Next week CampusESP will release its annual report on modern college parent involvement levels. The report will be part of a formal presentation given at the 2016 AHEPPP National Conference entitled, “Measuring the Impact of Parent Engagement on Student Success”.
The CampusESP research study summarizes the results of 9,000 parent surveys from over a dozen major institutions including, Auburn University, Tarleton State University, Abilene Christian University, and Delaware County Community College.
The research covers college parent and family involvement trends, and the impact they have on student recruiting, parent giving and student success.
We decided to provide a brief preview into some of the most noteworthy insights in advance of the conference. The full report will be released in early December.
Our research continues to indicate:
- Parent involvement is at an all-time high.
- Parent involvement levels are highest for certain minorities and segments that typically have lower retention and graduation rates.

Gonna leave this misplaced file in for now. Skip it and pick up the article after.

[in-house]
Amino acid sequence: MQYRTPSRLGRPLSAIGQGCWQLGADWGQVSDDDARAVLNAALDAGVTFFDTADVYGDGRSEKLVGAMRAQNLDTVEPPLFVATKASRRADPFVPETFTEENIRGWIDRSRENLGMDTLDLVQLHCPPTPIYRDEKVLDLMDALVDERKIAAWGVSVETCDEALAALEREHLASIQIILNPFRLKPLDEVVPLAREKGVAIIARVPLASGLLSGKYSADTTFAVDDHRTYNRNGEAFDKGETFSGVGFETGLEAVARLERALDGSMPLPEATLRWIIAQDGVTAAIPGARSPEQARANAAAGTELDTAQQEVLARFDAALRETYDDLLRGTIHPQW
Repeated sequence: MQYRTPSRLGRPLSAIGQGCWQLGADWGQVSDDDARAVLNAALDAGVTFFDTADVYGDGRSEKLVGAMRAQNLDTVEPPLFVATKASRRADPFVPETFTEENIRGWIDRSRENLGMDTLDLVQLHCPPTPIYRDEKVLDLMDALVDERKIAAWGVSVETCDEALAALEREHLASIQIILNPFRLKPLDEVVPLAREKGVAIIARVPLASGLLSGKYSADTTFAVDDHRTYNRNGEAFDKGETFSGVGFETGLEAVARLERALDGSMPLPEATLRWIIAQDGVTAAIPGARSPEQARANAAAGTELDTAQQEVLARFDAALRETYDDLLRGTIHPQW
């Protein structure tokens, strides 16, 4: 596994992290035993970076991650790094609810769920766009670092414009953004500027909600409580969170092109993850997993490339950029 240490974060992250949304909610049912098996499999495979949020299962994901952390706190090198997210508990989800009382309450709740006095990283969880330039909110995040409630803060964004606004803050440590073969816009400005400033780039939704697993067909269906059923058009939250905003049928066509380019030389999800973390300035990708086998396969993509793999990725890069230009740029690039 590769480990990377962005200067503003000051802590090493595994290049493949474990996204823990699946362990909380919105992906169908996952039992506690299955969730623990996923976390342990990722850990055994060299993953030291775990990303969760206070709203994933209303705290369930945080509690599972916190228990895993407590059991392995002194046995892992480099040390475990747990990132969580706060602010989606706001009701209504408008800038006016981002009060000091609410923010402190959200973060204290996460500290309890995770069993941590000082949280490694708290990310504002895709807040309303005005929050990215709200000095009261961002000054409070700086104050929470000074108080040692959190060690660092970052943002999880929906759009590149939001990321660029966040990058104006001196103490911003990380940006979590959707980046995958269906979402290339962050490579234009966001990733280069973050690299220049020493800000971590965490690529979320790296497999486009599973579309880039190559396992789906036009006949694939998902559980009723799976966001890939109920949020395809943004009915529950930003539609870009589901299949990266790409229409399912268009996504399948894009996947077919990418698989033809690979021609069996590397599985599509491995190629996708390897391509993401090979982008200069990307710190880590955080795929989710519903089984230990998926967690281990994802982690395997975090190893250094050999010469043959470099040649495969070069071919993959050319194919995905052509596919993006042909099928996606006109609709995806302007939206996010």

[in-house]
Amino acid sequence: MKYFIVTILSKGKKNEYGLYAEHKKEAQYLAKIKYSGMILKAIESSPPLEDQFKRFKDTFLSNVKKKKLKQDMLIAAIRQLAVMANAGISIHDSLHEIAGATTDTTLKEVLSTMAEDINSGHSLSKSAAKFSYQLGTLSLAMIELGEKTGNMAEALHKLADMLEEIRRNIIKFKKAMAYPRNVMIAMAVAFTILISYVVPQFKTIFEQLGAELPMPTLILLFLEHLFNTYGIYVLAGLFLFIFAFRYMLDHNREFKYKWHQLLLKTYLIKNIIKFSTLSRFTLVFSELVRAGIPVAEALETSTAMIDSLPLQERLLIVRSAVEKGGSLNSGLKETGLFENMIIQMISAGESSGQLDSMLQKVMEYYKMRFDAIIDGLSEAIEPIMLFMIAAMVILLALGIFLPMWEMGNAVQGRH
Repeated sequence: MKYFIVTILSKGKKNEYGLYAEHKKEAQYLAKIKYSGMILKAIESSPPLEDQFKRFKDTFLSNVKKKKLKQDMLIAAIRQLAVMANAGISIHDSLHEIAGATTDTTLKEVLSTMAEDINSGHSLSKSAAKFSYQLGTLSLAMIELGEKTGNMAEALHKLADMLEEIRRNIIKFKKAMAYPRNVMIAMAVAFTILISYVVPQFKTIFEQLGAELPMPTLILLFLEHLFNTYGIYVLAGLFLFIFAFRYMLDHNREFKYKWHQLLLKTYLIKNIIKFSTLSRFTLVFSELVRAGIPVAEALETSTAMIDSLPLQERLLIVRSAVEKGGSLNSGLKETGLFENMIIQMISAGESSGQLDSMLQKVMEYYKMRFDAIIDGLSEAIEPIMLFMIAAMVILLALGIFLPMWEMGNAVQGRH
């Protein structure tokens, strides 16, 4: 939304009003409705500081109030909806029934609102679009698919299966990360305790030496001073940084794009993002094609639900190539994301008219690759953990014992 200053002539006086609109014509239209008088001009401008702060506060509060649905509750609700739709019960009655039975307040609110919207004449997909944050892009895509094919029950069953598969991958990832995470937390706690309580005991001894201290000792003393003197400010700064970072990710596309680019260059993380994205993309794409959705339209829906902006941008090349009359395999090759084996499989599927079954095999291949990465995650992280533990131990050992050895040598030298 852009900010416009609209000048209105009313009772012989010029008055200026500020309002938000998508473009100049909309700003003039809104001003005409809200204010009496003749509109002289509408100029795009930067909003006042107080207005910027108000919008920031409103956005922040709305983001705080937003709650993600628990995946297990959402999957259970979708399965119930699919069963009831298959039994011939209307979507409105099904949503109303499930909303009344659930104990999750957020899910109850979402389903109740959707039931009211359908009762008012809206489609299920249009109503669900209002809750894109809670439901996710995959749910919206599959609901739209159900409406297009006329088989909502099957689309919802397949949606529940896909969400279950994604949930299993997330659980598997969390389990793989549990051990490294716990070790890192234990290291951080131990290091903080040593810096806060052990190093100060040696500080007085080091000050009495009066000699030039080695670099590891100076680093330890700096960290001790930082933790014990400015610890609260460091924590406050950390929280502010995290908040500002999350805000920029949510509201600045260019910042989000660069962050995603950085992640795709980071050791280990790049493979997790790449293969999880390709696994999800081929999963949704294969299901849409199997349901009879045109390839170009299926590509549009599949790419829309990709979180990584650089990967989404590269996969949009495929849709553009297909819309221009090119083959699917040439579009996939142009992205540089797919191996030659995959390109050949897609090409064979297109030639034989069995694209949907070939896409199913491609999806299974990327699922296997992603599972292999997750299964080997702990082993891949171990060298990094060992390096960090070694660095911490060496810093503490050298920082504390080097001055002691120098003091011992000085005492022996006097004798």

- When parent involvement is focused on academic support, it can lead to higher student GPAs,
Parent involvement is at an all-time high.
Parent involvement levels are highest for certain minorities and segments that typically have lower retention and graduation rates.
Parent involvement can lead to higher GPAs.
It's important to note that while high levels of parent involvement indicate potential influence, it does not mean that those involvement levels are focused on academic support. While African American, Hispanic, First-in-Family and students of less educated parents have the highest parent involvement levels, these same segments focus THE LEAST on academic advice.
We believe this is a major opportunity for colleges and universities to boost retention and graduation. By better informing and educating parents, they can better advise and support their students.